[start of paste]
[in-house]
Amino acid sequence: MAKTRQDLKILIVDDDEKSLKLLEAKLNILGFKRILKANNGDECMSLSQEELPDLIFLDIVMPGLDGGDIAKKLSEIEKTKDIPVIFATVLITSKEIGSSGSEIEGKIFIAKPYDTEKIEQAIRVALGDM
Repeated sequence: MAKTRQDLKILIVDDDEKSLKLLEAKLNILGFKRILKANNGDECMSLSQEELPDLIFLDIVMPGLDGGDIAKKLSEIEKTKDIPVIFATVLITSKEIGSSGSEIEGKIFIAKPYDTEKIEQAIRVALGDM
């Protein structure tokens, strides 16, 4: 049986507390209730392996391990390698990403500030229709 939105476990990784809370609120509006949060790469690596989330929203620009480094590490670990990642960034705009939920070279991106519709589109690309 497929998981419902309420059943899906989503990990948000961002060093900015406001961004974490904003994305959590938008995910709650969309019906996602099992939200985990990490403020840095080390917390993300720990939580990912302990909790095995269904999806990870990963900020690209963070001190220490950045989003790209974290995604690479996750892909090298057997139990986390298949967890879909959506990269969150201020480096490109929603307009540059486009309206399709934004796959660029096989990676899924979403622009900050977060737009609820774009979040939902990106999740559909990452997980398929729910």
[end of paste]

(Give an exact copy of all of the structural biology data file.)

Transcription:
[in-house]
Amino acid sequence: MAKTRQDLKILIVDDDEKSLKLLEAKLNILGFKRILKANNGDECMSLSQEELPDLIFLDIVMPGLDGGDIAKKLSEIEKTKDIPVIFATVLITSKEIGSSGSEIEGKIFIAKPYDTEKIEQAIRVALGDM
Repeated sequence: MAKTRQDLKILIVDDDEKSLKLLEAKLNILGFKRILKANNGDECMSLSQEELPDLIFLDIVMPGLDGGDIAKKLSEIEKTKDIPVIFATVLITSKEIGSSGSEIEGKIFIAKPYDTEKIEQAIRVALGDM
């Protein structure tokens, strides 16, 4: 049986507390209730392996391990390698990403500030229709 939105476990990784809370609120509006949060790469690596989330929203620009480094590490670990990642960034705009939920070279991106519709589109690309 497929998981419902309420059943899906989503990990948000961002060093900015406001961004974490904003994305959590938008995910709650969309019906996602099992939200985990990490403020840095080390917390993300720990939580990912302990909790095995269904999806990870990963900020690209963070001190220490950045989003790209974290995604690479996750892909090298057997139990986390298949967890879909959506990269969150201020480096490109929603307009540059486009309206399709934004796959660029096989990676899924979403622009900050977060737009609820774009979040939902990106999740559909990452997980398929729910």